Office work will become much less of a pain in the neck if Julie Côté has her way. That`s because this kinesiology researcher who teaches at McGill University is interested in finding ways to reduce or even prevent the kinds of muscular and skeletal stresses and pains that will affect one in ten office workers at some point in their careers. "Even though office workers may not naturally see it that way, their body is basically their work instrument, just as it is for an athlete," says Côté. "It can get injured in similar ways and for similar reasons: overuse of certain muscles." One of her current experiments involves looking at treadmill workstations. "These workstations may be good for getting people moving and losing weight," says Côté, "but no one has looked into how this kind of posture affects the muscles in the neck, shoulders and lower back."
She and her fellow researchers asked experiment subjects to complete a 90-minute typing task while walking or sitting, while they measured muscle activity in the neck, shoulders, forearms, wrists and lower back. The researchers discovered that there was lower but more variable neck and shoulder muscle activity when subjects were walking compared with sitting, all of which translates into less discomfort. So treadmill work stations are potentially helpful in reducing the neck and shoulder muscle pain associated with computer work.
Athletes of the workplace
Côté developed an interest in doing research into muscle strain at a time when she was dealing with physical injuries caused by her own training schedule. She had been a serious middle distance (800 m) runner for over a decade, starting in her teens, running 100 km a week and feeling great about it. She had the speed and skill to move from the provincial level to the national and then on to international competition, becoming the National Junior Champion and representing Canada in the World Junior Championships in Bulgaria in 1990. In 1995, she went to the World University Games in Japan as part of the Canadian National University team, and a year later, she made a bid to become a member of the Canadian Olympic running team.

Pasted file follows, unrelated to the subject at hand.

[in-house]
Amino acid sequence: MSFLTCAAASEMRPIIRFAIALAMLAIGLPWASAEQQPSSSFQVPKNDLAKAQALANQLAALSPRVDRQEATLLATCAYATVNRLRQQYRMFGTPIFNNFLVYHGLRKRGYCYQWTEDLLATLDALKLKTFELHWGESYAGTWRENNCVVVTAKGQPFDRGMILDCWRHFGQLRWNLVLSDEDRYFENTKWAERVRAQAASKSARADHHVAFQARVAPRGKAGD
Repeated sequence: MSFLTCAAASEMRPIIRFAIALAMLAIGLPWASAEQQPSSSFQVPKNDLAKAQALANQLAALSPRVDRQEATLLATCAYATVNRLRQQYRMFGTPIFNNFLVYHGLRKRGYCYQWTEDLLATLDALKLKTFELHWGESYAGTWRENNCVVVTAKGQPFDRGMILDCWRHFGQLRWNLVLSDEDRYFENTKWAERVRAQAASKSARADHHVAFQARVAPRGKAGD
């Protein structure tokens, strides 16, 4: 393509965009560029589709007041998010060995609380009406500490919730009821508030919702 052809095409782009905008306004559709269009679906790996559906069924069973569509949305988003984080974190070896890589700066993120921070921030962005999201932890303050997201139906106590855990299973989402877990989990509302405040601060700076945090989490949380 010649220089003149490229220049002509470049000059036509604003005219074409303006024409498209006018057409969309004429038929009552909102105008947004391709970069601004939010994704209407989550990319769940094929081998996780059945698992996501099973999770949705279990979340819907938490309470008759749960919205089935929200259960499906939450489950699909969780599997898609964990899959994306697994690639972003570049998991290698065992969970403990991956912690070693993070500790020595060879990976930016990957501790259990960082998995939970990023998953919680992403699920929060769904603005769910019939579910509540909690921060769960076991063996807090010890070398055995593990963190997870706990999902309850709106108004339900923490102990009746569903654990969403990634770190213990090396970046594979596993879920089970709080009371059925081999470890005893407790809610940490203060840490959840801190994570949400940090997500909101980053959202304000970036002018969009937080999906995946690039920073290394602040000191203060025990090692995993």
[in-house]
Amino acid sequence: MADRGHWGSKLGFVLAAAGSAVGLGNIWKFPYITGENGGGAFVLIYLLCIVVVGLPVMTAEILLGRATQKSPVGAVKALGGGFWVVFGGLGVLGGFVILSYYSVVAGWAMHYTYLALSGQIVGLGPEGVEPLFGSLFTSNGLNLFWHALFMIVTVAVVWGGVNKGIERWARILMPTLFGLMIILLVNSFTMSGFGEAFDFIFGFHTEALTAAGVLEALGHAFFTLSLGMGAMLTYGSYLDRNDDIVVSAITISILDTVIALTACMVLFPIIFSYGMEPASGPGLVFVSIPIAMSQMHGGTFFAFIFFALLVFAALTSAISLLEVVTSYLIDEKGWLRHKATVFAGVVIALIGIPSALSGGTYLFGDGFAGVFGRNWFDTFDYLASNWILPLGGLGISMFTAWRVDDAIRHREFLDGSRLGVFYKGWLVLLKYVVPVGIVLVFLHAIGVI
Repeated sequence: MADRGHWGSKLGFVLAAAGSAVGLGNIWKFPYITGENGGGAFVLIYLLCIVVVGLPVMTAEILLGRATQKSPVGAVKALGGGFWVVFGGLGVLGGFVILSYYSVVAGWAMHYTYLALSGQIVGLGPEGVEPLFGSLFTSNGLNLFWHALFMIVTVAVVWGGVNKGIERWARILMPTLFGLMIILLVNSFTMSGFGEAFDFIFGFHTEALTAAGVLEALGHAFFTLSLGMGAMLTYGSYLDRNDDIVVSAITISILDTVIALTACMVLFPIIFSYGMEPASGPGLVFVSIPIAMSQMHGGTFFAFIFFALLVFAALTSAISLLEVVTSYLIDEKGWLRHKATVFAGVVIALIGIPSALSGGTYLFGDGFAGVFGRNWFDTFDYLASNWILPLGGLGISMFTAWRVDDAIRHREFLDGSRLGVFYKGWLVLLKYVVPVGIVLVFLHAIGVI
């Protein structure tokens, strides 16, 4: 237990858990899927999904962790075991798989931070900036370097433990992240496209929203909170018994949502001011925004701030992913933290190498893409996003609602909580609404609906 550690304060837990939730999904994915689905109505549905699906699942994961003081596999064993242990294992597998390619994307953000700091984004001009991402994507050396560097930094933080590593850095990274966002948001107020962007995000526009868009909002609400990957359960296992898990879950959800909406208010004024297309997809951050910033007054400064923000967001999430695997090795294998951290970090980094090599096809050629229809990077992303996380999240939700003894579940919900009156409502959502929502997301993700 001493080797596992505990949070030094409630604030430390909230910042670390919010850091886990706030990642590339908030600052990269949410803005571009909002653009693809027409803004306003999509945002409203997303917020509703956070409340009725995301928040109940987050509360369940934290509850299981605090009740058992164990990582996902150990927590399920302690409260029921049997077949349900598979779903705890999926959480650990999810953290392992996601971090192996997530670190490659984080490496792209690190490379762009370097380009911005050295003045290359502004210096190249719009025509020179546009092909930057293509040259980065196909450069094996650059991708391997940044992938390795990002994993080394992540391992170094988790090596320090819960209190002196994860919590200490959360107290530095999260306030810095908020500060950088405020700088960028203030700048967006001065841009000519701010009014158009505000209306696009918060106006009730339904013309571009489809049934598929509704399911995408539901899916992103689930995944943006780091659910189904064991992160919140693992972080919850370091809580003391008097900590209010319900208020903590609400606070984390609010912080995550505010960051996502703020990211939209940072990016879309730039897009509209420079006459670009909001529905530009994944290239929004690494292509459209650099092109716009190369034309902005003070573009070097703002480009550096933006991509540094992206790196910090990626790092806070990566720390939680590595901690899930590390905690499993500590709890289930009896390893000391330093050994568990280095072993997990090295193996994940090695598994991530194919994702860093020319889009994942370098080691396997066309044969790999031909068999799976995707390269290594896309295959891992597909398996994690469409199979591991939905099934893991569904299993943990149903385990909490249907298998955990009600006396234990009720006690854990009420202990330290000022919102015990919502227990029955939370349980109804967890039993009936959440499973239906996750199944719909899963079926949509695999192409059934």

"It didn't work out, I started to develop all sorts of health problems and injuries," says Côté, pragmatically. "But I was gradually starting to get more interested in the research than I was in the running, my focus was changing." She had realized that she could help a lot of people by looking into the causes of neck and shoulder pain, one of the most common complaints of office workers. "Whether you're a computer worker or a middle-distance runner, injuries happen when you tense a particular muscle or group of muscles for too long, and the blood can`t flow into the region as it should and regenerate the muscles. Bodies are made to move." Her solution to reducing muscle pain for office workers is simple: minor movements and adjustments of position every few minutes.
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